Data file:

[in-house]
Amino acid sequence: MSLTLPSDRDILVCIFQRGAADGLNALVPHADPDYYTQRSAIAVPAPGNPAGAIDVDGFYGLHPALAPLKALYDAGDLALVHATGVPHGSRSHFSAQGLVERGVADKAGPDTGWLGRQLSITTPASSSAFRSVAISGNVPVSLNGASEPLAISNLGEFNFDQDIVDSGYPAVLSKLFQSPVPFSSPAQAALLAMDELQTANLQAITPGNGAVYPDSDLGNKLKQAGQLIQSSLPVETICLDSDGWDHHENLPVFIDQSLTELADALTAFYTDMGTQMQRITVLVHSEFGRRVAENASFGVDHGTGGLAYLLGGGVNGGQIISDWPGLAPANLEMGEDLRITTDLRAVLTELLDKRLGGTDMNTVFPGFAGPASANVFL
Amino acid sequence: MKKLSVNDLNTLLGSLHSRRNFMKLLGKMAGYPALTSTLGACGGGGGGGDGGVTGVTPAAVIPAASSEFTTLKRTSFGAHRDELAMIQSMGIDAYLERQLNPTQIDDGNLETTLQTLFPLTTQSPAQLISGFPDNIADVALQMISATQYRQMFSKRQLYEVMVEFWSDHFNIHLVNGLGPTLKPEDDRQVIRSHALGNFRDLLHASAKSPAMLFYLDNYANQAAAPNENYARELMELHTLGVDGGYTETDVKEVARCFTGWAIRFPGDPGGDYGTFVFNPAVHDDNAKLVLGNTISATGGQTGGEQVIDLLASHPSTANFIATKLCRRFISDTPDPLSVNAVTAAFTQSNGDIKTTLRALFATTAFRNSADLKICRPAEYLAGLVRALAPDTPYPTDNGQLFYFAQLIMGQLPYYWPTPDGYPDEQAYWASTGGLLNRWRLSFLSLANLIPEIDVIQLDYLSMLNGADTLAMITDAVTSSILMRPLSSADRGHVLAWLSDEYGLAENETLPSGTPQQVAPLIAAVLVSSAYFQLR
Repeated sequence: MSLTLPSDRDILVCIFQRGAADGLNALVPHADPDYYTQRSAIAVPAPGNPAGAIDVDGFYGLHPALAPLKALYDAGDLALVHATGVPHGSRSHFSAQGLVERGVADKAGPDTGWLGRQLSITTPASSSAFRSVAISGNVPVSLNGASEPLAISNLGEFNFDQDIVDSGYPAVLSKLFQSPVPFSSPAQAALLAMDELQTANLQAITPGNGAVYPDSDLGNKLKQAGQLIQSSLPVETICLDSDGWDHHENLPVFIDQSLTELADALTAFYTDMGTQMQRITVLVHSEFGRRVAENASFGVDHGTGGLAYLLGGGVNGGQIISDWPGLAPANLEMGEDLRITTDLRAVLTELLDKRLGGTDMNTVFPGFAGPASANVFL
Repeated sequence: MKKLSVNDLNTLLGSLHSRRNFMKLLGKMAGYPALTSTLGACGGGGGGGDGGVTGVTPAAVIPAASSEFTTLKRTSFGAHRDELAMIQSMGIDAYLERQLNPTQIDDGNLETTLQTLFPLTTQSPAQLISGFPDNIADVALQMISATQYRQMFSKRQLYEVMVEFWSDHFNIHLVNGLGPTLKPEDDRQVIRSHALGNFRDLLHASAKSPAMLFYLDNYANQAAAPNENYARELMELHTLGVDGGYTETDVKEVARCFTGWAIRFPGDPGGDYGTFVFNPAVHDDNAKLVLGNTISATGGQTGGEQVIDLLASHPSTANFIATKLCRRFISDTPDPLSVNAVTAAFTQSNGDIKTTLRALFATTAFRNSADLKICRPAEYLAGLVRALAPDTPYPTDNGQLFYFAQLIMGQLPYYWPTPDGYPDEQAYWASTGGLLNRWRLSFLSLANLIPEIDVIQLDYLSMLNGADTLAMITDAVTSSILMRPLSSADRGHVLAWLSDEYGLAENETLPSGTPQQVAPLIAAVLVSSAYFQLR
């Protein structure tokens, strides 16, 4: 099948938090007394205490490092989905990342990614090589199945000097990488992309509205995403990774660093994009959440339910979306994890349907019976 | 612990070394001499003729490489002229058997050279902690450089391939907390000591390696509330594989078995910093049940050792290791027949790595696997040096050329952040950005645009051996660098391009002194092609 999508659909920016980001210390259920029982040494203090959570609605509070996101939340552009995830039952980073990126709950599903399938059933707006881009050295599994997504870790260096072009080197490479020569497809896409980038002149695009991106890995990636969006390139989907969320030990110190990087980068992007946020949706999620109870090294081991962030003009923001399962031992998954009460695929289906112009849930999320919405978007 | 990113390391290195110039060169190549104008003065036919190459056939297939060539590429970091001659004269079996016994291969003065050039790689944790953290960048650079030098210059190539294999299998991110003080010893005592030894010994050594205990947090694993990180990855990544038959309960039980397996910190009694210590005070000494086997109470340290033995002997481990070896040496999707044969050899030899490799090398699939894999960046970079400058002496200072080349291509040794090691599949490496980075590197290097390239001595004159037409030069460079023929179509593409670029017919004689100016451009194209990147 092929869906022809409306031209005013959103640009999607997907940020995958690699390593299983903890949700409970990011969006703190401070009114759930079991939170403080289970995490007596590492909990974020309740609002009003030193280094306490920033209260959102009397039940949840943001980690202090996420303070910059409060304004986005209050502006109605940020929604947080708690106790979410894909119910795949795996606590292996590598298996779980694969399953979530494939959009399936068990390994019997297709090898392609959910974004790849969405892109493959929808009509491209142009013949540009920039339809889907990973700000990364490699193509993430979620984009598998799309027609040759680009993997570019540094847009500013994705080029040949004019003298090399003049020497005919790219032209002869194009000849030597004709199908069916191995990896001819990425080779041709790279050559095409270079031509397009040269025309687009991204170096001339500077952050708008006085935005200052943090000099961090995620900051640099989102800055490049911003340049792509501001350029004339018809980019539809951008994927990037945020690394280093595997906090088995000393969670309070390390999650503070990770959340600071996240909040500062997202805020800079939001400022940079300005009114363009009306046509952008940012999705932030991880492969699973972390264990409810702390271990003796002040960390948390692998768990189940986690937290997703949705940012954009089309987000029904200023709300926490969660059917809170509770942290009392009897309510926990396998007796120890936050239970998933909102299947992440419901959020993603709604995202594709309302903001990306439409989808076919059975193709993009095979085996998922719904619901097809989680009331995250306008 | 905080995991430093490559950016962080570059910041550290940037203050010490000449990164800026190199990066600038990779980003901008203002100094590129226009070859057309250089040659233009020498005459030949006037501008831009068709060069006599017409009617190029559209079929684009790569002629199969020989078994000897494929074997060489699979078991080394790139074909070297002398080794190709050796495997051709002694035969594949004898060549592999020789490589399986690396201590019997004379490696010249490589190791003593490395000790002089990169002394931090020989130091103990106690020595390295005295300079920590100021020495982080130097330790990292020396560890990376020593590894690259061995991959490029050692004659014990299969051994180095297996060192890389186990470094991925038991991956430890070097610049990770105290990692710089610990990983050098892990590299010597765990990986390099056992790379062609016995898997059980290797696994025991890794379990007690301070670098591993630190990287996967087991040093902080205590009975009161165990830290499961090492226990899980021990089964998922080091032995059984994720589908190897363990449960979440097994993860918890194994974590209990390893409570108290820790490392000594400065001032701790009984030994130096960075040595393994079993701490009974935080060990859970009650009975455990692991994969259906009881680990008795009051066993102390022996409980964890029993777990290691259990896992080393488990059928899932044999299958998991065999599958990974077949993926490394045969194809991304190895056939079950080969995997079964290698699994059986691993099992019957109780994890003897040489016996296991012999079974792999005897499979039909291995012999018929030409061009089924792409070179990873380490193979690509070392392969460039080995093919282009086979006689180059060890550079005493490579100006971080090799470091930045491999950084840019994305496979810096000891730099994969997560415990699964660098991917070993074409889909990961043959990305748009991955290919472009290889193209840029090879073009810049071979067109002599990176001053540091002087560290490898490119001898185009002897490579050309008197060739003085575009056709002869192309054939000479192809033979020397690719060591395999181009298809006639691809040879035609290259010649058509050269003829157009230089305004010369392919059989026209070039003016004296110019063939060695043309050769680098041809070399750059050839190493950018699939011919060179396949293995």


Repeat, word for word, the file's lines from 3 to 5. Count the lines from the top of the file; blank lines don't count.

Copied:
Amino acid sequence: MKKLSVNDLNTLLGSLHSRRNFMKLLGKMAGYPALTSTLGACGGGGGGGDGGVTGVTPAAVIPAASSEFTTLKRTSFGAHRDELAMIQSMGIDAYLERQLNPTQIDDGNLETTLQTLFPLTTQSPAQLISGFPDNIADVALQMISATQYRQMFSKRQLYEVMVEFWSDHFNIHLVNGLGPTLKPEDDRQVIRSHALGNFRDLLHASAKSPAMLFYLDNYANQAAAPNENYARELMELHTLGVDGGYTETDVKEVARCFTGWAIRFPGDPGGDYGTFVFNPAVHDDNAKLVLGNTISATGGQTGGEQVIDLLASHPSTANFIATKLCRRFISDTPDPLSVNAVTAAFTQSNGDIKTTLRALFATTAFRNSADLKICRPAEYLAGLVRALAPDTPYPTDNGQLFYFAQLIMGQLPYYWPTPDGYPDEQAYWASTGGLLNRWRLSFLSLANLIPEIDVIQLDYLSMLNGADTLAMITDAVTSSILMRPLSSADRGHVLAWLSDEYGLAENETLPSGTPQQVAPLIAAVLVSSAYFQLR
Repeated sequence: MSLTLPSDRDILVCIFQRGAADGLNALVPHADPDYYTQRSAIAVPAPGNPAGAIDVDGFYGLHPALAPLKALYDAGDLALVHATGVPHGSRSHFSAQGLVERGVADKAGPDTGWLGRQLSITTPASSSAFRSVAISGNVPVSLNGASEPLAISNLGEFNFDQDIVDSGYPAVLSKLFQSPVPFSSPAQAALLAMDELQTANLQAITPGNGAVYPDSDLGNKLKQAGQLIQSSLPVETICLDSDGWDHHENLPVFIDQSLTELADALTAFYTDMGTQMQRITVLVHSEFGRRVAENASFGVDHGTGGLAYLLGGGVNGGQIISDWPGLAPANLEMGEDLRITTDLRAVLTELLDKRLGGTDMNTVFPGFAGPASANVFL
Repeated sequence: MKKLSVNDLNTLLGSLHSRRNFMKLLGKMAGYPALTSTLGACGGGGGGGDGGVTGVTPAAVIPAASSEFTTLKRTSFGAHRDELAMIQSMGIDAYLERQLNPTQIDDGNLETTLQTLFPLTTQSPAQLISGFPDNIADVALQMISATQYRQMFSKRQLYEVMVEFWSDHFNIHLVNGLGPTLKPEDDRQVIRSHALGNFRDLLHASAKSPAMLFYLDNYANQAAAPNENYARELMELHTLGVDGGYTETDVKEVARCFTGWAIRFPGDPGGDYGTFVFNPAVHDDNAKLVLGNTISATGGQTGGEQVIDLLASHPSTANFIATKLCRRFISDTPDPLSVNAVTAAFTQSNGDIKTTLRALFATTAFRNSADLKICRPAEYLAGLVRALAPDTPYPTDNGQLFYFAQLIMGQLPYYWPTPDGYPDEQAYWASTGGLLNRWRLSFLSLANLIPEIDVIQLDYLSMLNGADTLAMITDAVTSSILMRPLSSADRGHVLAWLSDEYGLAENETLPSGTPQQVAPLIAAVLVSSAYFQLR